- requires wheelchair access
Bespoke reasonable adjustments
Personalised adjustments to the individuals care that are not covered by other:
- requires reasonable adjustments for health and care access (Equality Act 2010)
Recording of impairments - details of disability or long term condition
Along with the details of adjustments to care, the flag can optionally contain details of the disability or long term condition that is the source of the patient’s impairment(s) in line with the Equality Act 2010.
The list below shows the information that can be recorded and, where relevant, the Equality Act 2010 definition:
Equality Act 2010 definition: Autistic spectrum disorders (ASD)
Developmental conditions (excluding autism)
Equality Act 2010 definition: Developmental conditions (excluding autism), such as dyslexia or dyspraxia
No specific Equality Act 2010 definition of dementia is available.
No specific Equality Act 2010 definition of learning disability is available.
Mental health condition
Equality Act 2010 definition:
Mental health conditions with symptoms such as:
- low mood
- panic attacks
- unshared perceptions
- eating disorders
- bipolar affective disorders
- obsessive compulsive disorders
- personality disorders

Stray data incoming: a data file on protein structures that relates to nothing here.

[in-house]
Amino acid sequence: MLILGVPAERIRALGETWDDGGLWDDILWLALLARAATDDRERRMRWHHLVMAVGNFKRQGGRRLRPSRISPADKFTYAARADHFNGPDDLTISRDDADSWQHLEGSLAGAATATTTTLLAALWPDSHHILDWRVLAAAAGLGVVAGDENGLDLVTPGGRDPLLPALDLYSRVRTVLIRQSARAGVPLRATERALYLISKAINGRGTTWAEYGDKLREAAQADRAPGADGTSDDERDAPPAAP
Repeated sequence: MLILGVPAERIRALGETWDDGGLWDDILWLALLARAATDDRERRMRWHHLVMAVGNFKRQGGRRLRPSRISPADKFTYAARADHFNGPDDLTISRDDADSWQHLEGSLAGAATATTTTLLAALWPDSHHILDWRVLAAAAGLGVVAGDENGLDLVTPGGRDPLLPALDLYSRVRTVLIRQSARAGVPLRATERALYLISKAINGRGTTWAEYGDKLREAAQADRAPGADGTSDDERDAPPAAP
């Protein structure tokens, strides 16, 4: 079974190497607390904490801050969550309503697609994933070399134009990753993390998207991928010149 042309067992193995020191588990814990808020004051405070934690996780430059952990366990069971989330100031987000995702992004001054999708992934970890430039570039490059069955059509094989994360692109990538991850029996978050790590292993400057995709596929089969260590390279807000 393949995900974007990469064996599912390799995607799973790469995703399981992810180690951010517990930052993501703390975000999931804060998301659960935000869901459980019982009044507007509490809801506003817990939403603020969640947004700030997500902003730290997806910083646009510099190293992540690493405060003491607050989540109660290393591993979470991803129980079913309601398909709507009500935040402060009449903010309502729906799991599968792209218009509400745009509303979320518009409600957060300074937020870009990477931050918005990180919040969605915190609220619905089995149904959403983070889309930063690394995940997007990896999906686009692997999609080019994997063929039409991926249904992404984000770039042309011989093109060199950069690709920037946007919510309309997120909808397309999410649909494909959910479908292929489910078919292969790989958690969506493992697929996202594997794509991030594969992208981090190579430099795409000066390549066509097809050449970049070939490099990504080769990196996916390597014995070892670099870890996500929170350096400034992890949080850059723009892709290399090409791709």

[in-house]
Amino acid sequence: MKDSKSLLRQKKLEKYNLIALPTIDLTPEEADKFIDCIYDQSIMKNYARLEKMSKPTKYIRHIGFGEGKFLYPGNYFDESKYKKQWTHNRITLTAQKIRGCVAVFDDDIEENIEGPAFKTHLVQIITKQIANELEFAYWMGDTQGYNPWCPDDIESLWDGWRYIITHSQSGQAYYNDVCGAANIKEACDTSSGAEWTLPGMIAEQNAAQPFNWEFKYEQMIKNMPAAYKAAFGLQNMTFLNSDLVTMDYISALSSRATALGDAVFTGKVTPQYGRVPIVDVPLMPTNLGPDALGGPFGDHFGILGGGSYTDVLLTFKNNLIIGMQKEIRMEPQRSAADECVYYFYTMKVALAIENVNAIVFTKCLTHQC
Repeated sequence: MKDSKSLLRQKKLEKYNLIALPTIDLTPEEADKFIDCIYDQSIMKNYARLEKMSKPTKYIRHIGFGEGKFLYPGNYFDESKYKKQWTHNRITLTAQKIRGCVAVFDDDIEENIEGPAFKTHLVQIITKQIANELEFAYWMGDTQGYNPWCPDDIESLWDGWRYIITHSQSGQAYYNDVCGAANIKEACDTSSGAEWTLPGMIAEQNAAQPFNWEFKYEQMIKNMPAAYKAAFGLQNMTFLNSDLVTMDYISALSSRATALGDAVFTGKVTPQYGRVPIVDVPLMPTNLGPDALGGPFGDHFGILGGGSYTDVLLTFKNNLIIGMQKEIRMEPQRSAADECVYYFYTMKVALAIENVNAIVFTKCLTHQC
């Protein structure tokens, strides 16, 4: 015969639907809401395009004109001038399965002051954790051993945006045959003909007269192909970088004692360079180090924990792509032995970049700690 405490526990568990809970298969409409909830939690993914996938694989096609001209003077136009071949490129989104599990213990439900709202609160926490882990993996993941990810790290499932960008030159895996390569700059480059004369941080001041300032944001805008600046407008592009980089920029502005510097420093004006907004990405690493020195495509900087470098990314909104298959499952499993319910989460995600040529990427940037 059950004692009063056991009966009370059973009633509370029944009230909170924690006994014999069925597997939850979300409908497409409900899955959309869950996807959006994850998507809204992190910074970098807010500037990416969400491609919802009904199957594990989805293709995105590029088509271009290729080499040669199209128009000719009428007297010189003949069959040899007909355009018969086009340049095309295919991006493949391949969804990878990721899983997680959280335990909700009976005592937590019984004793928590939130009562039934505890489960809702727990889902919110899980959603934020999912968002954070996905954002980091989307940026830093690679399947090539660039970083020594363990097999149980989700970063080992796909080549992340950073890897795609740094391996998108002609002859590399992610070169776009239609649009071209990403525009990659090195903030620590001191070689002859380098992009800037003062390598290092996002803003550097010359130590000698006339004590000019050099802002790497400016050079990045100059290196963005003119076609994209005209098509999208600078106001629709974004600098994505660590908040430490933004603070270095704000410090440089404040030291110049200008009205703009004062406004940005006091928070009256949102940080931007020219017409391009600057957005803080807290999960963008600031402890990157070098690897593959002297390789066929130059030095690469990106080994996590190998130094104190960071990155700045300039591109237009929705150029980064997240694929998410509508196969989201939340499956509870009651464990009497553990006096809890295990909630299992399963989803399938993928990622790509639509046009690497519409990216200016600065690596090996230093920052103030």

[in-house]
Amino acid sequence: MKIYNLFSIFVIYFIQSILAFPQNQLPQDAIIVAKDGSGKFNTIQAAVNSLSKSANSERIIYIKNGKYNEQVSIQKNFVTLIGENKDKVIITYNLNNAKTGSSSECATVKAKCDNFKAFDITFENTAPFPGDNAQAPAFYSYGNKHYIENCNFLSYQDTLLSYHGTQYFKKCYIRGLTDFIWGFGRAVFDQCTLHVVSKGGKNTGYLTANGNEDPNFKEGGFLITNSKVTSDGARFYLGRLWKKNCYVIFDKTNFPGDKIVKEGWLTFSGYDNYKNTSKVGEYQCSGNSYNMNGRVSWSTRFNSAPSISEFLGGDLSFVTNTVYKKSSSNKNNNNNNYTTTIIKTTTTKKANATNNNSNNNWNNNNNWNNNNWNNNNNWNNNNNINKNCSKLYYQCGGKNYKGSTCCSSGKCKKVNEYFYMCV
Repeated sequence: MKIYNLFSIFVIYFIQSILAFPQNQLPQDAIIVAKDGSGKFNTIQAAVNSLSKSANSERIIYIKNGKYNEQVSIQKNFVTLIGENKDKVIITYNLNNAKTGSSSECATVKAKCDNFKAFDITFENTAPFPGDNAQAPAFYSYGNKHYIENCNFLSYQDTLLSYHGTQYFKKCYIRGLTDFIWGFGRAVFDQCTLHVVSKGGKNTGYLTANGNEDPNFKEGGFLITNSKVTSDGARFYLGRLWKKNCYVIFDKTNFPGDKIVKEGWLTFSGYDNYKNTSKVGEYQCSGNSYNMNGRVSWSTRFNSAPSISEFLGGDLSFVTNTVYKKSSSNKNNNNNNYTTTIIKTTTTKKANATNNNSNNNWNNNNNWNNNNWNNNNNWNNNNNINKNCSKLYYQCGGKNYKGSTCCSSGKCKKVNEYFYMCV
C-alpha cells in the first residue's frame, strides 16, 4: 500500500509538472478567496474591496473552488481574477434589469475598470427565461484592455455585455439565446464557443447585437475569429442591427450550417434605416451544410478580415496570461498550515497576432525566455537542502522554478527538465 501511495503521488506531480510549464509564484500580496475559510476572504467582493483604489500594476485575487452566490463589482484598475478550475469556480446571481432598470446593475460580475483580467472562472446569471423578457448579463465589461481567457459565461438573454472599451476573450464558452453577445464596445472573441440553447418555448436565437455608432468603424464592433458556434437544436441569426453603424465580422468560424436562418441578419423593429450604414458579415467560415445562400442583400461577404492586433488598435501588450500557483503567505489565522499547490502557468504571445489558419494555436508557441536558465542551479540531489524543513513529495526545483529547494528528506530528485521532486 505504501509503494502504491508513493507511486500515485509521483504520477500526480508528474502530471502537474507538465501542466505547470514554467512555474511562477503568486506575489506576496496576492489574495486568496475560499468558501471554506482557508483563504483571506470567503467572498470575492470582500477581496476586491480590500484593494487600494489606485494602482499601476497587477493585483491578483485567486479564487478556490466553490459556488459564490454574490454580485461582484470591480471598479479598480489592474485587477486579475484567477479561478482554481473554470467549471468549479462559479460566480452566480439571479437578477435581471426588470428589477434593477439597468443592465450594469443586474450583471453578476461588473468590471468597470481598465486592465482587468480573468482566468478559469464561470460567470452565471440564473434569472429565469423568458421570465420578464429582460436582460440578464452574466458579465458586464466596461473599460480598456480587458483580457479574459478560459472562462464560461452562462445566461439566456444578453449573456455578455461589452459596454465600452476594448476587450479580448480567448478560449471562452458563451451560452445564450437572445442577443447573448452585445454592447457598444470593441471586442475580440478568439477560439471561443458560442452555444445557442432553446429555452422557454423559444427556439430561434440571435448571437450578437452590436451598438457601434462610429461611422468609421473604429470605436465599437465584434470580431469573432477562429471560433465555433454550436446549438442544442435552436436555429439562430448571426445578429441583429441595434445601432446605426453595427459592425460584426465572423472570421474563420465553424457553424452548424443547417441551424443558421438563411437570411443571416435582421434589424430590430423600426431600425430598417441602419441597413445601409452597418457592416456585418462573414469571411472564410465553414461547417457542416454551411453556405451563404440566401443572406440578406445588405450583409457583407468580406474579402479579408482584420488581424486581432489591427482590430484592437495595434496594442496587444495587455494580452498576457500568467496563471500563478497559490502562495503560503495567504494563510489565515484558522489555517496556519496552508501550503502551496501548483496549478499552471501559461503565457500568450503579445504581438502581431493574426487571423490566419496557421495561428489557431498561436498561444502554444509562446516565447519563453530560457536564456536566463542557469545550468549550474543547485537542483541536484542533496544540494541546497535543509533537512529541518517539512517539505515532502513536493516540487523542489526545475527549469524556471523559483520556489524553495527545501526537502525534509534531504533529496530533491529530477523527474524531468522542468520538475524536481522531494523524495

- post traumatic stress disorder
- some self-harming behaviour
- mental illnesses, such as depression and schizophrenia
Equality Act 2010 definition: produced by injury to the body, including to the brain
Sensory disability - such as sight, hearing or verbal
Equality Act 2010 definition: sensory impairments, such as those affecting sight or hearing
Equality Act 2010 definition includes:
Impairments with fluctuating or recurring effects
- rheumatoid arthritis
- myalgic encephalitis (ME)
- chronic fatigue syndrome (CFS)
- depression and epilepsy
motor neurone disease
forms of dementia
- lupus erythematosus (SLE)
Organ specific impairments
- respiratory conditions, such as asthma
- cardiovascular diseases, including thrombosis, stroke and heart disease
There is specific guidance in relation to HIV, Cancer or Multiple Sclerosis
Patient would prefer not to say
Some patients may prefer not to share this information and the solution supports this choice.
How to create a flag
This video takes you through how to create and view reasonable adjustments on the NHS Spine.
Our e-Learning resource shows you how to:
- access the SCRa and view the Reasonable Adjustment Flag
- create and update a Reasonable Adjustment Flag
Project progress to date
The original project mandate grew out of Summary Care Record (SCR) programme work. This built on reasonable adjustments identified during the annual health check for patients with learning disability being shared through SCR with Additional Information.
A further request came from NHS England in relation to the findings of the CIPOLD (Confidential Inquiry into Premature Deaths of People with Learning Disabilities) report for a flag to identify when a patient with learning disability presents for care. Co-production and discovery work was undertaken with significant stakeholders including:
Health and care professionals and supporting staff
This group consisted of: